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I'd like to install Ubuntu on two drives, one with / and the other with /opt and /home. But I do not want /opt and /home to reside on separate partitions but on the same one. Is it possible to do during the installation?

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This is what I would do. Make a home partition, tell the installer to mount it to /home. After install and on first boot create a directory called /home/opt. Then mount bind it to /opt.

Make sure /opt is empty before you do this. I would think so if it's just after a fresh install.

mount -o bind /home/opt /opt

for a manual mount.

For mounting on boot, edit /etc/fstab it would look something like this. Make sure you add below your home mount, which the installer should have added.

/home/opt /opt none bind 0 0
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thanks for the edits – strings Jan 7 '13 at 21:46

The LVM way

If you don't mind it being two different volumes, on one partition.

Create an Physical Volume on the drive you want to put the /home and /opt on. Create a Volume Group with just this partition as the single member of it. Give it a name, e.g. myvg. Then create two Logical Volumes, e.g. homes and opt, both will have a filesystem and the obvious mount points.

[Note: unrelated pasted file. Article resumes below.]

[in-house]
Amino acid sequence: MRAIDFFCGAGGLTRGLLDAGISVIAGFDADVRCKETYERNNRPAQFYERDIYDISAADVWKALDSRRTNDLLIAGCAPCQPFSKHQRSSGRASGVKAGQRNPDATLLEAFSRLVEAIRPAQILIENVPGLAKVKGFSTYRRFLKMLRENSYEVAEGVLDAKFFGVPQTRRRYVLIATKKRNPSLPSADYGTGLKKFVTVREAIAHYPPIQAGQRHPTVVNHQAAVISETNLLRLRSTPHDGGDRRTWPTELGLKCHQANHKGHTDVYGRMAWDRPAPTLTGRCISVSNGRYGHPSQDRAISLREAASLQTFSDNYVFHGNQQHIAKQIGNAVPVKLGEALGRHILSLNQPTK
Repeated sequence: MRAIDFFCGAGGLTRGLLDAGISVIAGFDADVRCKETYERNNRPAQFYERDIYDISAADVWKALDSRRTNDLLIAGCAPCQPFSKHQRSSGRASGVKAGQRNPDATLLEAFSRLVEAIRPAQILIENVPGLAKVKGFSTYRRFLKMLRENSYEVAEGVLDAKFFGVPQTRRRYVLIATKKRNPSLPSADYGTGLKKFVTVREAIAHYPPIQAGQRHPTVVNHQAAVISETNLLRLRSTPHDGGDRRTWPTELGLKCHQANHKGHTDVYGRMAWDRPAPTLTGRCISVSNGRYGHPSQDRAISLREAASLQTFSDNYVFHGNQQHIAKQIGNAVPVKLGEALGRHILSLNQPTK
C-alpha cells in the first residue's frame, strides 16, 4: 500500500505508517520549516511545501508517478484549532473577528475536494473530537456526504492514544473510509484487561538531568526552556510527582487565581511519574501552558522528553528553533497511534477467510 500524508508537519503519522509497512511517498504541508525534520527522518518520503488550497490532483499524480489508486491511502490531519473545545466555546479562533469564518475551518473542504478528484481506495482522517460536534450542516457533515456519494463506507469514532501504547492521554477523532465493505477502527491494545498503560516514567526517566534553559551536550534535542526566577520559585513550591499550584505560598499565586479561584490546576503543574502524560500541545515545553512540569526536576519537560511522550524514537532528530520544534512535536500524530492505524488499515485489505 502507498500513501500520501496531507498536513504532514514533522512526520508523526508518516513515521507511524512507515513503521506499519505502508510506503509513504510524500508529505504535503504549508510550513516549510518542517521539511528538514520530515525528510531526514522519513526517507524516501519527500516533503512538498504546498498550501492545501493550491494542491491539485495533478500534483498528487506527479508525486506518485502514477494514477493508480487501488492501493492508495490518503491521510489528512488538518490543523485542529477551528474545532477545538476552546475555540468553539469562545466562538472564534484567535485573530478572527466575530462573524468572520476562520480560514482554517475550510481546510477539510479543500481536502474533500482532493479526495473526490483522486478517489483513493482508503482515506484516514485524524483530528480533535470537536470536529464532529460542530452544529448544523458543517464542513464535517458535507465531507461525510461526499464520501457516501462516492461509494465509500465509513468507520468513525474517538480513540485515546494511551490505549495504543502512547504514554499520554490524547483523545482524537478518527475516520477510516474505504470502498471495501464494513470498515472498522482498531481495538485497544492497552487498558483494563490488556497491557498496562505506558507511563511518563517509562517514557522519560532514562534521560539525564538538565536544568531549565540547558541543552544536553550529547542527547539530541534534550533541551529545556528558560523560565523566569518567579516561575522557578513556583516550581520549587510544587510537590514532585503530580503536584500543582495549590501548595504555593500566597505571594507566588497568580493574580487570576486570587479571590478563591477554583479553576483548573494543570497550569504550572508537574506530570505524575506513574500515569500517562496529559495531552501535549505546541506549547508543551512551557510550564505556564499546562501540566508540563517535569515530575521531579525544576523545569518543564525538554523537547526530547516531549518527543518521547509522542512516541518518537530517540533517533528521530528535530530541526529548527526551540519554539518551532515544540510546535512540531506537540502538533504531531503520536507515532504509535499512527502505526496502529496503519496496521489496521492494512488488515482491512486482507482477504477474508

• You can do snapshotting.
  • Resizing Logical Volumes is a piece of cake compared to resizing partitions.
  • Create more volumes without even touching the partition table on a running system.

In order to profit from this, you'll have to keep some free space in the Volume Group.


The installer will allow you to do this quite easily in the GUI. For 12.04 you'll need the alternative image, for 12.10 and onwards, this is included in the regular images.

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It's pretty easy with bind mounts. That way, you can mount a subdirectory from one location on another location.

Just make "opt" a subdirectory in your "home" partition, then mount the partition to /home and bind mount /home/opt to /opt:

sudo mount /dev/sda4 /home
sudo mount --bind /home/opt /opt

Or it can be made permanent by adding them to /etc/fstab like this:

/dev/sda4   /home   ext4   defaults   0 2
/home/opt   /opt    none   bind       0 0

And if you prefer using UUIDs, replace /dev/sda4 with UUID=<your UUID>

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What makes your answer different from the one of @strings? And I fail to see how this relates to the installation. – gertvdijk Jan 11 '13 at 2:40
Not much, from the looks of it. I'm afraid I wrote that before looking at the other answers very thoroughly. At any rate, maybe explaining the same thing 2 different ways isn't such a bad thing on – thomasrutter Jan 15 '13 at 2:07

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